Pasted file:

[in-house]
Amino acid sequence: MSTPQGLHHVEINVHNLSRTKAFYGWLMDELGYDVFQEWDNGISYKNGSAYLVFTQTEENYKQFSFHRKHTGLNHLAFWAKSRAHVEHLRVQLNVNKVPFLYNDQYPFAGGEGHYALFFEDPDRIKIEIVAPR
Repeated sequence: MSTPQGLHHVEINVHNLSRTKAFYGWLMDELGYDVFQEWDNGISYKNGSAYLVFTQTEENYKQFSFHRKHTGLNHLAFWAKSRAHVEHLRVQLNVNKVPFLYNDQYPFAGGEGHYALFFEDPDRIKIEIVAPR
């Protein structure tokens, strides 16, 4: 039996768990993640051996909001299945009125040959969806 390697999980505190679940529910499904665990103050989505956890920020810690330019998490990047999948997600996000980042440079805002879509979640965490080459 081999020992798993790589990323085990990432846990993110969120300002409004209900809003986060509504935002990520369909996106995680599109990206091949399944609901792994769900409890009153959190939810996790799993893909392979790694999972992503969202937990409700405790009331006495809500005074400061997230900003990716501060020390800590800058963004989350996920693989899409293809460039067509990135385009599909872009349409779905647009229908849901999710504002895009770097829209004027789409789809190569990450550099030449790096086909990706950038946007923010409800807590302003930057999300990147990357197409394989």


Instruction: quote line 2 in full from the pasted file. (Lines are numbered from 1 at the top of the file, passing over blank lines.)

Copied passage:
Amino acid sequence: MSTPQGLHHVEINVHNLSRTKAFYGWLMDELGYDVFQEWDNGISYKNGSAYLVFTQTEENYKQFSFHRKHTGLNHLAFWAKSRAHVEHLRVQLNVNKVPFLYNDQYPFAGGEGHYALFFEDPDRIKIEIVAPR